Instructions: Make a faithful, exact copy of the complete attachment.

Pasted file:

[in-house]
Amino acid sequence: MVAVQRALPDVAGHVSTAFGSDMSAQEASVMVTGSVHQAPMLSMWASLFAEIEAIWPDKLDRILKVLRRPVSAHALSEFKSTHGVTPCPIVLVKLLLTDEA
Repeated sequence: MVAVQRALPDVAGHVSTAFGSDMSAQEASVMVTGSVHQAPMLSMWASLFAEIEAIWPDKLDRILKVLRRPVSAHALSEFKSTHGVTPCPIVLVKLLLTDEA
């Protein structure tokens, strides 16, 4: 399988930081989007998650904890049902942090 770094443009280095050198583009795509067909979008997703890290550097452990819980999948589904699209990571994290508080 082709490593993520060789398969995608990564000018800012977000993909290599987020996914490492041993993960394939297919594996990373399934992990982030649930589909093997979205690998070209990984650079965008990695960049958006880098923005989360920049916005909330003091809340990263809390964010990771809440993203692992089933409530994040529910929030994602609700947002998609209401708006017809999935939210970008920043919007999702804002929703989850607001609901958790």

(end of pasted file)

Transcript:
[in-house]
Amino acid sequence: MVAVQRALPDVAGHVSTAFGSDMSAQEASVMVTGSVHQAPMLSMWASLFAEIEAIWPDKLDRILKVLRRPVSAHALSEFKSTHGVTPCPIVLVKLLLTDEA
Repeated sequence: MVAVQRALPDVAGHVSTAFGSDMSAQEASVMVTGSVHQAPMLSMWASLFAEIEAIWPDKLDRILKVLRRPVSAHALSEFKSTHGVTPCPIVLVKLLLTDEA
């Protein structure tokens, strides 16, 4: 399988930081989007998650904890049902942090 770094443009280095050198583009795509067909979008997703890290550097452990819980999948589904699209990571994290508080 082709490593993520060789398969995608990564000018800012977000993909290599987020996914490492041993993960394939297919594996990373399934992990982030649930589909093997979205690998070209990984650079965008990695960049958006880098923005989360920049916005909330003091809340990263809390964010990771809440993203692992089933409530994040529910929030994602609700947002998609209401708006017809999935939210970008920043919007999702804002929703989850607001609901958790």